By Mike Rush
ST. LOUIS (KSDK) - A has people talking across the bi-state.
Within an hour of posting the original story on our Facebook page, hundreds of you were already weighing in with your opinions.
At Core Elite Tumble and Cheer in Highland, Illinois, the kids who come to master the art of tumbling and cheering don't like the ruling, even though in Illinois, cheerleading is recognized as a sport through the Illinois High School Association.
It's taken seriously at Core Elite. There are about a dozen schools from around the region practicing tumbling and cheering right now.
Many viewers on our Facebook page support the idea of cheerleading as a sport, but a lot of people said it is not. One follower states their main purpose is to entertain and motivate, while another writes, "Cheerleaders are athletes but cheerleading is not a sport."
Those involved in it believe there is definitely a prejudice against cheerleading.
"You don't have a ball, you don't have quarters and periods and stuff, you have three minutes to put it all out on a mat," said cheerleader Shannon Ostrander. "So, I think that's why people don't call it a sport but I think everyone realizes how much dedication and how physically draining it really is."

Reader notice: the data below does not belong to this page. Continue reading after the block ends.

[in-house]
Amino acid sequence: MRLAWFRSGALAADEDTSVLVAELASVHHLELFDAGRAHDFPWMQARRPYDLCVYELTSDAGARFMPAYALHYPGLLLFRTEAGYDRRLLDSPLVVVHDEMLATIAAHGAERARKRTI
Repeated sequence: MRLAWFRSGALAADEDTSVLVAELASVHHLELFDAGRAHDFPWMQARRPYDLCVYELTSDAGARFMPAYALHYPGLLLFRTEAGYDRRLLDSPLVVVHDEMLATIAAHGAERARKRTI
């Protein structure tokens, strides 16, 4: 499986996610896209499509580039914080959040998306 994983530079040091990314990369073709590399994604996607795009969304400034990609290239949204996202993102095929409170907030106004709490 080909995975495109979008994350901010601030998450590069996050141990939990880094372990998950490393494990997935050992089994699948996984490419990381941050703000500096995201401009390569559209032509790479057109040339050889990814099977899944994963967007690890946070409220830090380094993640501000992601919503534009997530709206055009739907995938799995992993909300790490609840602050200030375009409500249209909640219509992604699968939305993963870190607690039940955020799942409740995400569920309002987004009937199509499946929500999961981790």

Shannon's mother, Jennifer Ostrander, owns Core Elite.
"My first question would be do you consider women's competitive gymnastics a sport because they do the exact same skills that they would be doing out on the floor for women's gymnastics," she said.
People are wondering why a federal judge is weighing in on cheerleading. It's because several volleyball players from a university in Connecticut sued the school for deciding to drop volleyball for money reasons and replace it with competitive cheering.